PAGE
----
input.nsu3d: Copy of input file for this run
restart.out: Directory containing solution values and history logs.
restart.aux.out: Directory containing auxiliary solution values.
endstat1: File certifying successful completion of restart.out output write.
endstat2: File certifying successful completion of restart.aux.out output write.
STOP_RUN: File to enable premature termination of job.
input.postnsu3d: File for post processing.
input.turb.postnsu3d: File for post processing.


Additional files may be written for specific types of cases:

massflobc.#: History of massflow ratio for cases with engine inlet massflow ratio boundary condition. Here # identifies the boundary condition instance associated with this massflow boundary condition.
restart.#: Restart files as above, but output as checkpointing mechanism periodically every NCYC_CHECKPTNCYC_CHECKPT: Write out checkpoint file after NCYC_CHECKPT cycles. Alternate checkpt files are written out: checkpt.1 every odd multiple of NCYC_CHECKPT and checkpt.2 every even multiple of NCYC_CHECKPT. Rather than overwriting the latest checkpt file, this approach avoids possible loss of latest checkpt file if failure occurs during checkpt write.

NCYC_CHECKPT < 0 or = 0 : Omit Checkpoint files iterations or time steps based on the value of the optional parameter NCYC_CHECKPTNCYC_CHECKPT: Write out checkpoint file after NCYC_CHECKPT cycles. Alternate checkpt files are written out: checkpt.1 every odd multiple of NCYC_CHECKPT and checkpt.2 every even multiple of NCYC_CHECKPT. Rather than overwriting the latest checkpt file, this approach avoids possible loss of latest checkpt file if failure occurs during checkpt write.

NCYC_CHECKPT < 0 or = 0 : Omit Checkpoint files.

solution.#: Solution files output periodically every NTIME_STEP_OUT time steps based on the value of the required parameter NTIME_STEP_OUT for time dependent runs only. solution.# files contain sufficient information for visualizing the solution but cannot be used to restart a NSU3D run. A more complete description of these files is given below:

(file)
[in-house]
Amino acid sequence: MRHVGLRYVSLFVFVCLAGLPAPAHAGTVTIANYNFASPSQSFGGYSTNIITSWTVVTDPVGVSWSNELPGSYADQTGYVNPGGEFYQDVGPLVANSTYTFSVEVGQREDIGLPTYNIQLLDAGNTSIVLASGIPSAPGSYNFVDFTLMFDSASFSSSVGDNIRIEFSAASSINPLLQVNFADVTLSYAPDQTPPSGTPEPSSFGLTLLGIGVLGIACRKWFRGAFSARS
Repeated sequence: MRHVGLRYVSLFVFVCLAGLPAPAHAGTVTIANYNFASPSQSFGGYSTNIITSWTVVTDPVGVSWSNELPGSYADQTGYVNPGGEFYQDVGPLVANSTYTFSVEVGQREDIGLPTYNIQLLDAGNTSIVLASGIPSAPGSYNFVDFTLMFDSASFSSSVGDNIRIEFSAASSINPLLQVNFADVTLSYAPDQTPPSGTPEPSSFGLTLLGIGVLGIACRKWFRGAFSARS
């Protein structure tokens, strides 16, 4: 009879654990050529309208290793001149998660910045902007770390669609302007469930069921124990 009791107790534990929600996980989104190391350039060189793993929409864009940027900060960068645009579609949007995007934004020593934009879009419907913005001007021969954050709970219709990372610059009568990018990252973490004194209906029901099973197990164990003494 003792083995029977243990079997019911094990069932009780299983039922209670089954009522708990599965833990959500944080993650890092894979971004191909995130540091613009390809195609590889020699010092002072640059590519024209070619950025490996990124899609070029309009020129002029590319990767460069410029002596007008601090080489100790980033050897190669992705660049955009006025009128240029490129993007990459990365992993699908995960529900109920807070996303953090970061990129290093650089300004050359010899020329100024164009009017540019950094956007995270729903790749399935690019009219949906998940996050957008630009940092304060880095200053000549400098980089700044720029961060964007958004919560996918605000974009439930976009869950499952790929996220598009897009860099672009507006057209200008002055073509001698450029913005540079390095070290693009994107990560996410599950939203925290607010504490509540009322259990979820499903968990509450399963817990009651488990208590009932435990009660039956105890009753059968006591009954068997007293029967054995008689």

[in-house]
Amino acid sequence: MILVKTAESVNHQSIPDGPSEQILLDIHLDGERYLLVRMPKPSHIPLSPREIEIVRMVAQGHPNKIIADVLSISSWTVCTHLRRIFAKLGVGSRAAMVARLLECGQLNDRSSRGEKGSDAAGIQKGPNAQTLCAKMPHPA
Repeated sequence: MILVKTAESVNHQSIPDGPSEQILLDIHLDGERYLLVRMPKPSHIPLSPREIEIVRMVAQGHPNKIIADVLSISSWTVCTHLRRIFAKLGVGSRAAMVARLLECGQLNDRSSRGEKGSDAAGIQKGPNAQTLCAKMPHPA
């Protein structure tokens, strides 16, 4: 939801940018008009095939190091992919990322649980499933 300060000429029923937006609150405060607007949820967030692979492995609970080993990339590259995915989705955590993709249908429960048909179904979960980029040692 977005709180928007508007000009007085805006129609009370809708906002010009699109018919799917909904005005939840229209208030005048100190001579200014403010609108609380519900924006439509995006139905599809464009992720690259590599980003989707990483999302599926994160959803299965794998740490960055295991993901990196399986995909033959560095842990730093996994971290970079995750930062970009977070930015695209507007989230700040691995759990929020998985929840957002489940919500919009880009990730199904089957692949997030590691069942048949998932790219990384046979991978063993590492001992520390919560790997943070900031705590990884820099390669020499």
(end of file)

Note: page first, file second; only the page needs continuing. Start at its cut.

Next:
input.nsu3d: NSU3D creates a copy of the input file used for the current run in the WRK directory. This can be useful for logging the specifics of the run and for enabling the recreation of the run.

restart.out: This directory contains the bulk of the output from the NSU3D run. It contains the final solution values in partitioned format and all additional information required to seamlessly restart a solution. This may include turbulence variables, iblank information, modified grid coordinates for moving grid cases, and multiple previous time levels of the solution of required for time dependent problem restarts.

A description of restarting procedures for NSU3D can be found hereSolver Restart Facility. To postprocess the current solution, the program postnsu3d must be used to reassemble the partitioned solution files. This can be done using the input.postnsu3d file generated by the NSU3D run and located in the WRK directory. A description of post processing procedures can be found herePost Processing. restart.out also contains all the history log files for the run, including any history from previous restart runs. This includes a history of residuals, force coefficients, and other quantities. A description of all history files is given hereAdditional History and Log Info Files